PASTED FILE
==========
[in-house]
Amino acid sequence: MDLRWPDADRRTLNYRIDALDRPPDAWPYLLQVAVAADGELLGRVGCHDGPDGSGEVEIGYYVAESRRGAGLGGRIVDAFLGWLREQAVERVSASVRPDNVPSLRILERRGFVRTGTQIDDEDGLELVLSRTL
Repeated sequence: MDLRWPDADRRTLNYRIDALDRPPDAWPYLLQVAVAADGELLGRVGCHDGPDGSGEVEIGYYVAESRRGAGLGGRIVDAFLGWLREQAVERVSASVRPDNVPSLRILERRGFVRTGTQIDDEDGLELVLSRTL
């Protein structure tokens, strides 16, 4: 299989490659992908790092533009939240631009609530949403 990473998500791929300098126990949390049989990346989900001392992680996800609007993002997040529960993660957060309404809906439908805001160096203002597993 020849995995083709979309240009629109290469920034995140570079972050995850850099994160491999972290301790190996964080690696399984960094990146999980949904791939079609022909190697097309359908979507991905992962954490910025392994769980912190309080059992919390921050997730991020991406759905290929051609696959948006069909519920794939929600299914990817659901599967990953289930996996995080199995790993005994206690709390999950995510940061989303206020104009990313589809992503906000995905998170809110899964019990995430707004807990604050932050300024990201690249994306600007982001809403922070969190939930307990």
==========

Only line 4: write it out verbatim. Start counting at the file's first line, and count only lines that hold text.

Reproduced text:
């Protein structure tokens, strides 16, 4: 299989490659992908790092533009939240631009609530949403 990473998500791929300098126990949390049989990346989900001392992680996800609007993002997040529960993660957060309404809906439908805001160096203002597993 020849995995083709979309240009629109290469920034995140570079972050995850850099994160491999972290301790190996964080690696399984960094990146999980949904791939079609022909190697097309359908979507991905992962954490910025392994769980912190309080059992919390921050997730991020991406759905290929051609696959948006069909519920794939929600299914990817659901599967990953289930996996995080199995790993005994206690709390999950995510940061989303206020104009990313589809992503906000995905998170809110899964019990995430707004807990604050932050300024990201690249994306600007982001809403922070969190939930307990």